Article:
Tuesday, July 7, 2009

Full Moon Esbat

I love celebratory rituals and so I worship the Goddess at the height of the full moon. Esbat is a word to describe this observance. It is a simple but heartfelt ceremony where I rise from my bed at midnight, and weather permitting go outside with bare feet to gaze and reflect on the brightness of the moon's light. I then return indoors to my "meditation room," where I will don my black cape, light candles and with the tools of my craft, will open a sacred circle of energy.

Through the open window I will thank the Goddess for her guidance and protection in my life and then recite "The Charge of the Goddess" by Dorothy Valiente. Then before an old family mirror I will reflect on the goddess within myself  and in doing so will see with the mind's eye what needs changing and what is working in my life. There is always a measure of balance in this meditation. I may recite personal poems to the Goddess or sometimes I will recite from the lovely "Celtic Devotional" of Caitlin Matthews or the "Prayer of Dedication" from Michelle Morgan. 

Usually at least twice a year, I will celebrate the esbat by "Bringing Down the Moon." This is a powerful rite where you quite literally infuse yourself with the light of the moon. A bowl of water is placed within the direct light of the moon (I usually position this indoors, as many of my animal friends would probably drink it). Once infused, this is brought to the ceremony and placed in a goblet where after giving thanks to Goddess, it is drunk slowly. The energy is incredible and is felt deep within the pelvis long after the ritual is completed.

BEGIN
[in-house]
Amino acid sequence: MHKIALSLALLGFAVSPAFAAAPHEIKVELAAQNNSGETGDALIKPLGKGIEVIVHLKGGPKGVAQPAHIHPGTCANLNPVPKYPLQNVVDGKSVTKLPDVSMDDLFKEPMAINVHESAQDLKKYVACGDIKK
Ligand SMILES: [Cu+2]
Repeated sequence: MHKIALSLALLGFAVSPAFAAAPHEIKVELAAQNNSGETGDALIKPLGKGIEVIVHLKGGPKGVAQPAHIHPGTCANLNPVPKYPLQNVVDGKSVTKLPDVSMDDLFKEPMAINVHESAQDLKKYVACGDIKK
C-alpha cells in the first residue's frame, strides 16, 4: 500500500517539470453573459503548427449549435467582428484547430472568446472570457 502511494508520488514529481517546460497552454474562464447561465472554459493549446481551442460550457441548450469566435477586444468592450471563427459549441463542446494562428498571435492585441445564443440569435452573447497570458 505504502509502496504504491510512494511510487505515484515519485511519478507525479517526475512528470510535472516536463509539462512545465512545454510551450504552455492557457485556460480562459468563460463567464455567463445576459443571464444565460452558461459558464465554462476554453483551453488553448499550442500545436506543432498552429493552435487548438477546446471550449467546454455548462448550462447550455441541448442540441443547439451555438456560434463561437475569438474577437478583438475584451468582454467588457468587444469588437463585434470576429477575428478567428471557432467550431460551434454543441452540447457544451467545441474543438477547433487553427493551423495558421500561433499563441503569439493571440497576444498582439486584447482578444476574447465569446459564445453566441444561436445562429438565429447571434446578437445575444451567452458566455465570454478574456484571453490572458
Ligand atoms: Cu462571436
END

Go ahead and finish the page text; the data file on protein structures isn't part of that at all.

Following the ceremony, I pour some "ale" (beer or whiskey mead is just fine) into two goblets (one for me and one for Goddess) and place a small portion of cookies or biscuits on a plate. I drink and eat after a proper toast and then the cakes and ale that were set out for Goddess are taken outdoors to be given as libations to the night spirits.

I always conclude by closing the sacred circle and giving thanks for all the good that comes to me.

Blessed be! 

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